The skills system is essential to our future success as a society, an economy and as individuals. Employers need a skilled workforce that is fit for the future. We already take a range of actions relating to the design of technical education with this in mind. We support employers to develop occupational standards and we approve apprenticeships and technical qualifications.

The Skills and Post-16 Education Act 2022 introduced a new duty of 'oversight' for IfATE. It requires us to keep the technical education and training in our remit under review. This recognises the need to look at the skills system in action, to check it is providing what employers and learners need.

We are developing our approach to oversight in line with the three priorities set out in our 2021-24 Strategic Plan. These are: to deliver for employers; to build a simpler skills system, and; to secure continuous improvement. To review if the skills system is working for employers and learners, we will consider whether it has:

  • impact: provides valued pathways to and within employment to develop skilled workers
  • sufficiency: has the right amount and types of options to meet learner and employer needs
  • coherence: is coherent and meets labour market demands


Our approach

We intend to gather and analyse data from a range of existing sources. We want, as much as possible, to avoid placing unnecessary demands on others through additional data demands. Analysis of this data will enable us to build up a long-term view of technical education performance. This will help us ensure that apprenticeships and technical qualifications remain relevant. This view will focus initially on apprenticeships and categories/groups of technical qualifications:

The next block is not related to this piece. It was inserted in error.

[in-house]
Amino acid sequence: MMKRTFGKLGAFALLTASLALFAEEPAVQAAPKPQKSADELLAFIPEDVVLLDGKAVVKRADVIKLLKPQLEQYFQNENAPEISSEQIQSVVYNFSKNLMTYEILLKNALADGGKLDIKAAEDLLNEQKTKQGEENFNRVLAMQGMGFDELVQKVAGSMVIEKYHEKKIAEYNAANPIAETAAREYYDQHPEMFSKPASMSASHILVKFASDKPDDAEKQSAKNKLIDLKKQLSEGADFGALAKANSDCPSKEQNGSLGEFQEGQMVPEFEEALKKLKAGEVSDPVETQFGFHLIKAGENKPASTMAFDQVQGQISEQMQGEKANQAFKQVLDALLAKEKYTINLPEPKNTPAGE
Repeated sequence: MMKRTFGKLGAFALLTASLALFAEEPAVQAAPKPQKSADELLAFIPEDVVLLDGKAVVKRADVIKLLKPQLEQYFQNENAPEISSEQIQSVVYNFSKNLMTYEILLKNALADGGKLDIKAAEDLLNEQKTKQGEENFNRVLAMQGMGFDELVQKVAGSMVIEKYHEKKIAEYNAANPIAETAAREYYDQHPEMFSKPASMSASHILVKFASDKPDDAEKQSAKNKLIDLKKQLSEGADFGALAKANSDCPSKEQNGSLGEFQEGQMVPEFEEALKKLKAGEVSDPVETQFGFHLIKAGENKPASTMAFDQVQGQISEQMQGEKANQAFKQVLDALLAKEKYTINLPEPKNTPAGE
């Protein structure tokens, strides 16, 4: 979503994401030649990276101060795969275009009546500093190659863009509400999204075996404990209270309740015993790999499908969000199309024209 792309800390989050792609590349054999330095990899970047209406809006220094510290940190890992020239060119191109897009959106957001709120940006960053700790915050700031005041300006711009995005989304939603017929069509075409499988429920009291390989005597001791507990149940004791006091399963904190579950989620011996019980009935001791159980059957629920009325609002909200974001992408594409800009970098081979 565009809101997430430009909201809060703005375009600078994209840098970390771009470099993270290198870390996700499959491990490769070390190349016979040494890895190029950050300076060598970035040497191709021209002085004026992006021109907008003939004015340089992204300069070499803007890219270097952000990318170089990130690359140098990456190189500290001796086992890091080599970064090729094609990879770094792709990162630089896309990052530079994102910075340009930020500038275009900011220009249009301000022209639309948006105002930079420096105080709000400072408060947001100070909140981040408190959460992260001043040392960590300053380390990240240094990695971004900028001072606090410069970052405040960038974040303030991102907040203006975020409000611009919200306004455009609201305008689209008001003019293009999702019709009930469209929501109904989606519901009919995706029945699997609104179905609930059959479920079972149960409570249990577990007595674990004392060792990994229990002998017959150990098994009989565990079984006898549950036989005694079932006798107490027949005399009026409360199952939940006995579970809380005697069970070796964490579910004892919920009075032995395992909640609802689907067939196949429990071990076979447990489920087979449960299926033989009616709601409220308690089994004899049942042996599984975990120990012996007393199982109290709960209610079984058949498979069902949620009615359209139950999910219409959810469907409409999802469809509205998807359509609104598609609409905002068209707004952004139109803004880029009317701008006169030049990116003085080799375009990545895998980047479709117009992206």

• individually
  • within occupational routes
  • collectively across the skills system

We will also aim to enhance our data taking on the views of employers and testing what we find with them. 
Our data analysis will help us take action to establish causes of any issues and identify if and where improvements may be needed. Based on this, we may act, including through our statutory functions, to make sure the skills system works for employers and the economy. Where necessary, we can raise issues with the Secretary of State for Education. We aim to communicate regularly with the sector and our partners on our findings.


Working with our partners

In carrying out our oversight duty we work closely with other public bodies. These bodies focus on areas including policy, funding, quality of teaching and regulation. These areas of activity all have a strong bearing on the labour market outcomes IfATE oversees. Where we find issues, we will agree how best to work together to resolve issues.

Our oversight duty is an ongoing commitment to check the needs of employers and learners are being met. We will continue to develop the approach, updating stakeholders as our work progresses.


Published 21 December 2023
Last updated 21 December 2023
(LD, NS)